Alexandre Bissonnette arrives at the court house in Quebec City on Tuesday, February 21, 2017. (THE CANADIAN PRESS/Mathieu Belanger)

Bissonnette to appeal sentence for murders in Quebec City mosque

His was sentenced to life in prison with no possibility of parole for 40 years

Lawyers for the gunman who killed six worshippers in a Quebec City mosque announced Friday they are appealing the killer’s sentence of life in prison with no possibility of parole for 40 years.

Alexandre Bissonnette should instead be given a sentence of 25 years before being eligible for parole for his Jan. 29, 2017 attack on the Quebec City Islamic Cultural Centre, the motion filed with the Quebec Court of Appeal says.

Legal aid lawyers Charles-Olivier Gosselin and Jean-Claude Gingras argued the trial judge erred when he sentenced Bissonnette on Feb. 8. It was the harshest prison term ever in Quebec and one of the longest in Canada, which since a 2011 Criminal Code reform has allowed consecutive life sentences for multiple murders.

Quebec Superior Court Justice Francois Huot’s sentence was “illegal” and ”manifestly unreasonable,” the defence lawyers wrote. The sentence, however, was well under the six consecutive life sentences — 150 years before being eligible for parole — sought by the Crown.

READ MORE: Quebec City mosque killer sentenced to life, no parole for 40 years

The six life sentences were automatic after Bissonnette pleaded guilty to first-degree murder, but the defence had asked that they be served concurrently.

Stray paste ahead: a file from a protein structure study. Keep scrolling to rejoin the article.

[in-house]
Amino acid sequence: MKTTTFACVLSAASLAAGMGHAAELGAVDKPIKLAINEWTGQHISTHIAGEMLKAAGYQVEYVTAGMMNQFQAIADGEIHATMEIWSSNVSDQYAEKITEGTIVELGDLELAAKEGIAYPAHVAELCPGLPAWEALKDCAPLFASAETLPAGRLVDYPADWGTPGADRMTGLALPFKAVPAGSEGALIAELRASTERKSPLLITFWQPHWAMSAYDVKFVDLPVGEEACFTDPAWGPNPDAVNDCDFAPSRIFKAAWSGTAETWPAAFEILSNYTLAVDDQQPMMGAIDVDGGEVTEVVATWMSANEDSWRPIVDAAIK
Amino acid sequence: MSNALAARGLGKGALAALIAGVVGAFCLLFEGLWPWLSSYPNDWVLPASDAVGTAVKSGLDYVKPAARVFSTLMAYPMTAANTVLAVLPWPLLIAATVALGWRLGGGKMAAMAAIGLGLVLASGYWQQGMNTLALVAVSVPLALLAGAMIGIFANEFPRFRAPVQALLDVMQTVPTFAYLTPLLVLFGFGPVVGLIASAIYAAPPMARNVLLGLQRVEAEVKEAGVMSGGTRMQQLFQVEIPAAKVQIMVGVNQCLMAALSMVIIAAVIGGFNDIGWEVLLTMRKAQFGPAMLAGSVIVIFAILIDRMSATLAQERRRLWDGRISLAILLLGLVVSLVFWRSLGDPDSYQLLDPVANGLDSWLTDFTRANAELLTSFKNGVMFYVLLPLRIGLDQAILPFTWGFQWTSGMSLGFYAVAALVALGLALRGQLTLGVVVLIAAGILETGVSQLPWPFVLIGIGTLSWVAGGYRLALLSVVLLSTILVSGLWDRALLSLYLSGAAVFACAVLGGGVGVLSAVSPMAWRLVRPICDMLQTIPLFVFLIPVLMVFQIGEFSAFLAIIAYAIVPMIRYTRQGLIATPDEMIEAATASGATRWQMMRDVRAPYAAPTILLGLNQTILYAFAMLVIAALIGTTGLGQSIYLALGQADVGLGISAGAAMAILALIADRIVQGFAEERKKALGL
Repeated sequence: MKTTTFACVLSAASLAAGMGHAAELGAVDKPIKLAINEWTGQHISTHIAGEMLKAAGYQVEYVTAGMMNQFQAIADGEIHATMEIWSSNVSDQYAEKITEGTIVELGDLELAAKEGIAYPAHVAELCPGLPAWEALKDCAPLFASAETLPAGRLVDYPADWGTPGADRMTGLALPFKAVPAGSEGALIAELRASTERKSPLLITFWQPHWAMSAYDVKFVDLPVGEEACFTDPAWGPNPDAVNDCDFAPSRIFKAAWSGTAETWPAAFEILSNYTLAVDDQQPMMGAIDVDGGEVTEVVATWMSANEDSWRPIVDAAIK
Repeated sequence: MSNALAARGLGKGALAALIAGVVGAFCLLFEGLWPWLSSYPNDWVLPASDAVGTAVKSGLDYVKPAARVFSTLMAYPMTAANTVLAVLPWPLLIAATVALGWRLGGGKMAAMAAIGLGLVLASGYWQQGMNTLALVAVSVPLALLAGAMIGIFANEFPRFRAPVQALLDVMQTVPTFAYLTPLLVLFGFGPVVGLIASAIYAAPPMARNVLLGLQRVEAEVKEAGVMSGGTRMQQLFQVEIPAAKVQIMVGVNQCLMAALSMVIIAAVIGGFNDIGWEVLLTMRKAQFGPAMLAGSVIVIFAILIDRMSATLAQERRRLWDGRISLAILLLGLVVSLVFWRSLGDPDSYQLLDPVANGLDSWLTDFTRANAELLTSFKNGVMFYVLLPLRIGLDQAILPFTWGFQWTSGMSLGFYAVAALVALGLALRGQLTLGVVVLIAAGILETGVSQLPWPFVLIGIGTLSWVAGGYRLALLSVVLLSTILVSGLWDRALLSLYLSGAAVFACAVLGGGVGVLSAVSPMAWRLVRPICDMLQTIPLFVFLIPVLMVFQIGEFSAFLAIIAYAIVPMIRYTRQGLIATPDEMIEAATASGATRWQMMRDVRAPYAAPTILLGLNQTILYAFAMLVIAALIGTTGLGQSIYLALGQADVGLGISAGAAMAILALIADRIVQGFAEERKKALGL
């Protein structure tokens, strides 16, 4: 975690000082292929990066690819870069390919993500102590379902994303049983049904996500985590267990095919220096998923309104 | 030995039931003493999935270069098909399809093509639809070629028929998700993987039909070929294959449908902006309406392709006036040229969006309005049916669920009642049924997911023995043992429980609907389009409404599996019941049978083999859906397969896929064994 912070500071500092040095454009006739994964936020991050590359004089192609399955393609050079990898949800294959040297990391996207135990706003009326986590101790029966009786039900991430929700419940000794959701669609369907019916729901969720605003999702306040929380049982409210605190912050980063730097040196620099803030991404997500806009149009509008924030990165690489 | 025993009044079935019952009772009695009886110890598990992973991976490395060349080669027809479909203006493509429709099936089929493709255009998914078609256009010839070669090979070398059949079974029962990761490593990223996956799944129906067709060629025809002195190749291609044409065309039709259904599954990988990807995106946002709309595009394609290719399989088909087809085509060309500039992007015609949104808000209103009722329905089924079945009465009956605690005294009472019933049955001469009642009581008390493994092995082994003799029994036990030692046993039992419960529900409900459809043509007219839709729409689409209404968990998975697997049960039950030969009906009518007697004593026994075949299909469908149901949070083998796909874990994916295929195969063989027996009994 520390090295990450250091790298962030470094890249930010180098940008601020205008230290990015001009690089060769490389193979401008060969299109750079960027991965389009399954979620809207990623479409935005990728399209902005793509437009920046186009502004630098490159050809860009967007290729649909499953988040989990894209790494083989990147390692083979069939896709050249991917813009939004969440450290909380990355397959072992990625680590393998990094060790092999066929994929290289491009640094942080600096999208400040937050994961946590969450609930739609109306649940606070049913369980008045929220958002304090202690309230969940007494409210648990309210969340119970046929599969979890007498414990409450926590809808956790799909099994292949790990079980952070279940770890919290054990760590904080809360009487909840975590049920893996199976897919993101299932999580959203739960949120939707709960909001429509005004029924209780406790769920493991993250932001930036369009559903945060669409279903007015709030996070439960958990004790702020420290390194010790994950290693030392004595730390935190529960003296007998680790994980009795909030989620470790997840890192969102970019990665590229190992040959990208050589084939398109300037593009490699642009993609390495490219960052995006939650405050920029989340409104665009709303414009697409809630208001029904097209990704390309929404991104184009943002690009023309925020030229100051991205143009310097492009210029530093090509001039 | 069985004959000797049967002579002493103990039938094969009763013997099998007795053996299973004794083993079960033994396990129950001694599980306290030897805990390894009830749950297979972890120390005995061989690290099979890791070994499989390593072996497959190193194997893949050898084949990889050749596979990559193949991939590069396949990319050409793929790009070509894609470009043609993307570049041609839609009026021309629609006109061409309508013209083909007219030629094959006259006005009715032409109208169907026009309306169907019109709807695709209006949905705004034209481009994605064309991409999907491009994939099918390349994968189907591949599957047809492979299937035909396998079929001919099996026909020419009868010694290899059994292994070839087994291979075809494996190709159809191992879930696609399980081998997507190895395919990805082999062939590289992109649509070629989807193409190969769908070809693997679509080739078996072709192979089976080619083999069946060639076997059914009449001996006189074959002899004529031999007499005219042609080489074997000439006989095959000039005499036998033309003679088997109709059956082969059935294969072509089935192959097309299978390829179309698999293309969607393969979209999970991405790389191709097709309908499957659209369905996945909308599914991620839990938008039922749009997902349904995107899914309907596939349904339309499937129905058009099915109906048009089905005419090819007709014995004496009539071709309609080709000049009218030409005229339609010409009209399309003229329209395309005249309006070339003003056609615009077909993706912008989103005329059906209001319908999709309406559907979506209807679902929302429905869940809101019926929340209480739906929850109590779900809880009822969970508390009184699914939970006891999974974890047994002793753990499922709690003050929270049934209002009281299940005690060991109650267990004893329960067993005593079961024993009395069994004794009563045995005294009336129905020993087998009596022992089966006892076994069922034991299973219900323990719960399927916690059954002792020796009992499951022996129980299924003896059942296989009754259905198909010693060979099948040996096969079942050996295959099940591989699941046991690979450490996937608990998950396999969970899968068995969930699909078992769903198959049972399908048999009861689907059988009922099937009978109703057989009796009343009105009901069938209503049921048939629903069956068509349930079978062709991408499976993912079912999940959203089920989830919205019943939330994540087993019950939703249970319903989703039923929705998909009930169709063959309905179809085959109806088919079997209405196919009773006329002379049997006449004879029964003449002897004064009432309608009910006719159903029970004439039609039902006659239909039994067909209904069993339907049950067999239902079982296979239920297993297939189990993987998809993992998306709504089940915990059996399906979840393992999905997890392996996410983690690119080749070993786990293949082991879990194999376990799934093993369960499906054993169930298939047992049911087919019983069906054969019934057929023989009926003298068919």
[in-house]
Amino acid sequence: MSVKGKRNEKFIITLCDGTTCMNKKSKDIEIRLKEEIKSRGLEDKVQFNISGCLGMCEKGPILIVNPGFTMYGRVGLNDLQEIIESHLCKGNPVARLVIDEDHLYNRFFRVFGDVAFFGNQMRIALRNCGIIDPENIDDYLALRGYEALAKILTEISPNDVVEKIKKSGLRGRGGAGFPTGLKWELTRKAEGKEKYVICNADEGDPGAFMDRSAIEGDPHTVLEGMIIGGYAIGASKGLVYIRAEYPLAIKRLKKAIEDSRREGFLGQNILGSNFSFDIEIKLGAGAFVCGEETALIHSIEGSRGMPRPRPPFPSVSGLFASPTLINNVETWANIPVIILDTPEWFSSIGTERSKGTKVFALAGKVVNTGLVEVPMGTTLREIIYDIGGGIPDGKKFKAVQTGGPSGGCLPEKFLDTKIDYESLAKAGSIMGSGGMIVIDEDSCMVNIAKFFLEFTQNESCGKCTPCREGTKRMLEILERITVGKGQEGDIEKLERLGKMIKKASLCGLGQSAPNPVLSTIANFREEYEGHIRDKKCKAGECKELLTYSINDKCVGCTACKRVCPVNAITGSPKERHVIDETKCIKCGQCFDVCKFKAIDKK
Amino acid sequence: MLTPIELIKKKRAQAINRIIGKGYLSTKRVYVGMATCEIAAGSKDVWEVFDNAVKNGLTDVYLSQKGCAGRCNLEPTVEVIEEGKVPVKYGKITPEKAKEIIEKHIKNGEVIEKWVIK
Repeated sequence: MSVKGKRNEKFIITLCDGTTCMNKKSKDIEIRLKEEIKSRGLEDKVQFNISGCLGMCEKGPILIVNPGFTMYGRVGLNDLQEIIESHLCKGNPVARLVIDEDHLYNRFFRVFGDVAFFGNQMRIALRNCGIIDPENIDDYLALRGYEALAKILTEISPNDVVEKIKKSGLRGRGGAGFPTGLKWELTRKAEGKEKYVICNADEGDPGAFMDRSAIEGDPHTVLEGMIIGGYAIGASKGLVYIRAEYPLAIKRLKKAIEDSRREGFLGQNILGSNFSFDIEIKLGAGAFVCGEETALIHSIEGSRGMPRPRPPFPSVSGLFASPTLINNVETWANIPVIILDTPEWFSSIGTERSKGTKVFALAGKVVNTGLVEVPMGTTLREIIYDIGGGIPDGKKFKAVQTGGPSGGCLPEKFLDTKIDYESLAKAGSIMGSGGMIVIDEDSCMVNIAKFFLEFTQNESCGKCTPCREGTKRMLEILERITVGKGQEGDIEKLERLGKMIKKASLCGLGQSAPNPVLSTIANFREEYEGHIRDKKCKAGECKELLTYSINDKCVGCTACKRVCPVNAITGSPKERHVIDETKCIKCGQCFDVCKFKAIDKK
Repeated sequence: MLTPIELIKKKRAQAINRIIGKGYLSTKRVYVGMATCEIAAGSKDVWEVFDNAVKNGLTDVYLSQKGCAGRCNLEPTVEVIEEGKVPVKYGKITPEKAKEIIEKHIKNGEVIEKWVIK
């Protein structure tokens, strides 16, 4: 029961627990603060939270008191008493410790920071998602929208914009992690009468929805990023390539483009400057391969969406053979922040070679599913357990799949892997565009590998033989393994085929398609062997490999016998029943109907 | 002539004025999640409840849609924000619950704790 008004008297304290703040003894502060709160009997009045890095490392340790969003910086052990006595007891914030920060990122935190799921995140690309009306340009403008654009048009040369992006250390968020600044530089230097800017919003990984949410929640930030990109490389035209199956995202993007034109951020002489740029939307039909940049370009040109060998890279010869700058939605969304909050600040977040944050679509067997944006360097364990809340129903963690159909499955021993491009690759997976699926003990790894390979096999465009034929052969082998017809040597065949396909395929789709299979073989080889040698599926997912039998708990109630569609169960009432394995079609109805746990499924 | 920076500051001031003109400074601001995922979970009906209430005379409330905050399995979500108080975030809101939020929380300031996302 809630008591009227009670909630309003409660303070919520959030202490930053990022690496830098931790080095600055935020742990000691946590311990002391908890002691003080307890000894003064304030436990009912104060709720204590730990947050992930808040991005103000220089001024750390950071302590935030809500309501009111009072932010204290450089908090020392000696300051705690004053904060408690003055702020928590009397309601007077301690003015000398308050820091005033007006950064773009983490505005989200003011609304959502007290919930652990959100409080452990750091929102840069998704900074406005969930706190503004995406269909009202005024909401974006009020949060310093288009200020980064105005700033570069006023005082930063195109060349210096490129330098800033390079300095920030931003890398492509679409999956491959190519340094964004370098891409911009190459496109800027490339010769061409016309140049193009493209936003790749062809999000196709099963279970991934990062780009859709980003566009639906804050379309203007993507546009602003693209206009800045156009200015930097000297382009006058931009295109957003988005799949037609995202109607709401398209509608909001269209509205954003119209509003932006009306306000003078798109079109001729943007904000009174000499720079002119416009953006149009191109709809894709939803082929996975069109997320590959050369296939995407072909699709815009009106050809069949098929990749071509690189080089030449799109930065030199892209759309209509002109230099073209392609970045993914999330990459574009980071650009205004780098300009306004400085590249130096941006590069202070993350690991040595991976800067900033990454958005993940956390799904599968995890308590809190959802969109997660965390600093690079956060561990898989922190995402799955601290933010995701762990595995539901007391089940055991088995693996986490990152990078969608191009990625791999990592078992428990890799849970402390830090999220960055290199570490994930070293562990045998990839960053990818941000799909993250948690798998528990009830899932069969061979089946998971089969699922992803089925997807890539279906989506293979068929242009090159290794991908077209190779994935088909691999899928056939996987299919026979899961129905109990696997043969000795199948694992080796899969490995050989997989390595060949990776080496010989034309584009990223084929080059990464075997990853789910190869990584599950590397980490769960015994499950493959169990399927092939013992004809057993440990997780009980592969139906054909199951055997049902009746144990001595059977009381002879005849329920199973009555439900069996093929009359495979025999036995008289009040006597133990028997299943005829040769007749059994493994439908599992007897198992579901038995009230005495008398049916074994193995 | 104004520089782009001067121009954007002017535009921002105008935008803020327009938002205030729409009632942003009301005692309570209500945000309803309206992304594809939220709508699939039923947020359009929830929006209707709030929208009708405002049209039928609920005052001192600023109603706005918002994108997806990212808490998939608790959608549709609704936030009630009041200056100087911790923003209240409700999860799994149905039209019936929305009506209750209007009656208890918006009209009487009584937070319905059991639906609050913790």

Huot rejected the Crown’s call to sentence Bissonnette to 150 years with no chance of parole, arguing a sentence of 50 years or more would constitute cruel and unusual punishment under the Canadian Charter of Rights and Freedoms.

The judge instead rewrote the 2011 consecutive sentencing law, section 745.51 of the Criminal Code. Huot gave himself the discretion to deliver consecutive life sentences that are not in blocks of 25 years, as had previously been the case, arriving at a total of 40 years.

In their motion, Gosselin and Gingras claim the 40-year sentence was still cruel and unusual.

Quebec Attorney General Sonia LeBel and the Crown can also appeal the sentence. The deadline to do so is Monday.

The Canadian Press

Like us on Facebook and follow us on Twitter

Just Posted

Sun on its way after Greater Victoria sees wettest July in six years

Environment Canada meteorologists say the drizzle is likely to end soon

Trudeau announces $79M investment for 118 more public transit buses across B.C.

Contributions from municipal to federal level to fund more buses in a bid to cut commutes

Saanich samples the best of local food at Pepper’s Foods showcase.

Tenth annual showcase celebrates local food producers and vendors

After Victoria dad’s death, Technical Safety BC wants changes to trampoline park rules

Jay Greenwood, 46, did ‘a series of acrobatic manoeuvres prior to a fall that caused serious injury and cardiac arrest’

VIDEO: 1,400 classic cars roll into Victoria for Deuce Days

The four-day festival highlights classic hot rods, with a special emphasis on cars built in 1932

POLL: Do you carry reusable shopping bags?

While a court ruling determined the City of Victoria’s plastic bag ban… Continue reading

Greater Victoria wanted list for the week of July 16

Greater Victoria Crime Stoppers is seeking the public’s help in locating the… Continue reading

BCHL: Alberni Valley Bulldogs have been sold

Victoria company has purchased BCHL team, but will keep it in Port Alberni

“Does Kirby care?” B.C. First Nation’s group using geo-targeted ads in Houston, Texas for justice

The Heiltsuk Tribal Council has called out Kirby Corporation for the Nathan E. Stewart oil spill

B.C. woman wins record $2.1 million on casino slot machine

‘That night was so surreal … I wasn’t able to sleep or eat for the first two days,’ she said

$900M settlement reached in class action on sexual misconduct in Canadian military

After facing criticism, the government moved to begin settlement proceedings in early 2018

Tax take stays ahead of increased B.C. government spending

Tax revenue $2.1 billion higher than budget in 2018-19

Most Read